A lot has changed since that fateful evening for both me and the Islanders. Certainly enough to fill several other Tumblr blogs with many, many, many anime gifs. Yet here I was again, in the same house, watching the same team in a completely different era with completely different expectations. And the end result was a completely different sensation. The dream, of the Islanders icing a competent, quality, consistent team still lives.

That might be the thing I remember most about this game. And wherever this series go from here, I think it will stay a happy memory.

Record for the week: 1-2

Playoff Record: 2-2

Next week for the New York Islanders:

Monday, May 24, Wednesday, May 26 and Friday, May 28 (if necessary) vs the Penguins

So what to expect from the rest of the series? I have no idea. Given what’s already gone down, the games are impossible to predict, aside from Sorokin most likely getting the starts for the Islanders.

As Mike said on this week’s episode of the podcast, it was fun watching Sorokin be so composed and quiet in net on Saturday. Newsday’s Colin Stephenson said he couldn’t remember a single memorable save Sorokin had made, and that was a wonderful thing after the chaos of Game 3.

If he continues to play that well, the Islanders will be in good shape. If he goes sideways the way Varlamov has (and again, it’s worth pointing out again that Varlamov was so good in the regular season that the one-and-a-third bad games he played last week are highly out of character and therefore very off-putting), then they are going to be in for some trouble.

Predicted record for the week: 2-0. Let’s take this.

Canadian Sportswriters General Managers Say The Darnedest Things:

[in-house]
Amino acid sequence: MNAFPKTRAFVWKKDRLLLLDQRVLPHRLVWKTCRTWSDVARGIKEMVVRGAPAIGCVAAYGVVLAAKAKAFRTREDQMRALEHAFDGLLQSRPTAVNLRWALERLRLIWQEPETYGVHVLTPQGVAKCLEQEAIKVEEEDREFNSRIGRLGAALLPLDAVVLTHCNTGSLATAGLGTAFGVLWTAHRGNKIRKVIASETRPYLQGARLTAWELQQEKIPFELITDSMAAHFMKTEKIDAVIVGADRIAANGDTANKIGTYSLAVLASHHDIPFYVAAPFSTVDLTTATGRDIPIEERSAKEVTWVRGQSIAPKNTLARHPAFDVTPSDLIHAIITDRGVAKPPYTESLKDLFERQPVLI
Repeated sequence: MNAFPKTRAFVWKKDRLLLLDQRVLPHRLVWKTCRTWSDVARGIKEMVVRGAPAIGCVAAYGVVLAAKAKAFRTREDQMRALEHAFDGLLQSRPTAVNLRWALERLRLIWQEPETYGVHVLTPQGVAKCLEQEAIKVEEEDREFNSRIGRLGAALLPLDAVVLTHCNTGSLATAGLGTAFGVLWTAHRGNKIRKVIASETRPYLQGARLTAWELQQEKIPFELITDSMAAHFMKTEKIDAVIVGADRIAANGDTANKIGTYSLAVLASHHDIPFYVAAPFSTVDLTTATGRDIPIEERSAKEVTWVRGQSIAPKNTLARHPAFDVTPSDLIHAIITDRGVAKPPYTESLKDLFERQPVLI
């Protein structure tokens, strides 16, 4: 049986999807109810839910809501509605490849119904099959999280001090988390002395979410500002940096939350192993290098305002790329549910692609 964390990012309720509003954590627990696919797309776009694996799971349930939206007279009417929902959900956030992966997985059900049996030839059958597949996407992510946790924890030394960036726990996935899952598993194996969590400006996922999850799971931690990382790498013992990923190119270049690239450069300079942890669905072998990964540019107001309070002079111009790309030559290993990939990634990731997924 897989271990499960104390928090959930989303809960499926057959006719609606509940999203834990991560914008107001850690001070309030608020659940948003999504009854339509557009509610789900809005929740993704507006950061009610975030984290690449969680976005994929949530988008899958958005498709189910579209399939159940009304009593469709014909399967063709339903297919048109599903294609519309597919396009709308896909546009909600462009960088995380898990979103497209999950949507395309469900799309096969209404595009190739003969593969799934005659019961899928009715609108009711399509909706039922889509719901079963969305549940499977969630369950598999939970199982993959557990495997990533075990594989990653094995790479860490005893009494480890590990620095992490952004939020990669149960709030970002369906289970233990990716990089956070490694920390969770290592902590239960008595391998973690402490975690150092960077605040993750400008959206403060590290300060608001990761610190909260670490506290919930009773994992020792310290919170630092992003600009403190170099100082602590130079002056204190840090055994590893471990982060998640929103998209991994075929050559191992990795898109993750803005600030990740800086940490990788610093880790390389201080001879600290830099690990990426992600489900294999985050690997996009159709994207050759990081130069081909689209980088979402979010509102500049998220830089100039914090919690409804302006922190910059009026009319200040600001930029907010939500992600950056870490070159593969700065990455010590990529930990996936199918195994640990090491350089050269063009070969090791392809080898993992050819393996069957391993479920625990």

Let’s check in on the woebegone Vancouver Canucks, who finally completed their hell tour through a bunch of zombie games at the end of the season while (almost) the rest of the NHL was off playing games that mattered.

There’s a rumor that the Sedin twins will be joining the team in some capacity soon, but any hope that it would be the beginning of sweeping changes to the front office were quickly squashed. The Canucks re-signed coach Travis Green to an extension, which wasn’t a given, and GM Jim Benning gave a post-season press conference that promised better days next season.

That sounds like... a lot. Almost like half a whole new team. Seems like a tall order, Jim. Benning also promised buyouts, which is a great way to get rid of guys you don’t want while also keeping them in your heart as financial albatrosses around your team’s neck for years.

Of course, fans also got the obligatory apology letter from owner Francisco Aquilini, which promised a bright future. Isn’t that cute?

The problem is, it sounds like no one’s buying what Benning and Aquilini are selling, as has been the case for a while.

Oh man. That’s a line we’ve heard around here before and has preceded more than one ninth-place finish in the division. This might not end well for Vancouver fans, but I get the feeling they already know that.

Alternate Programming Options:

Back in the 90’s, Sega pioneered the idea of downloading games over cable and into your Genesis console through its Sega Channel peripheral. For a fee, you could log in, choose from a big list of games, and play all you want (until you turned the console off). Bear in mind, this was years before cable modems were a thing.

The concept was poorly marketed, about 20 years ahead of its time and didn’t really take off. Which is a shame because Sega Channel housed a few exclusive titles that didn’t get separate cartridge releases at the time.

One of those games was Mega Man: The Wily Wars, which was essentially the first three classic NES Mega Man games upscaled to 16-bit tech. The game itself has been available online (wink wink) for years and was included in the recent Genesis Mini package. Now, it’s finally getting a proper cartridge release thanks to a super deluxe Collector’s Edition from RetroBit games. It comes with a ton of extras like cards and a reversible cover art, as well as a Mega Man blue cartridge.

That music gets me every time...

To be honest, I’ve always sucked at Mega Man games. But the chance to own this very weird entry into the series is something I had to jump on. Pre-orders are only open for the next month, so if you’re interested (and you have a working Genesis or a third party console), get over to Castlemania Games and grab one. After June 21st, they’ll be gone and exclusive only to the Sega Channel in the sky.

Classic Islanders Clip Just For fun:

Tom Fitzgerald’s two shorthanded goals on the same penalty is a first ballot Islanders Trivia Question Hall of Famer. The rest of this game, and series, worked out pretty well, too.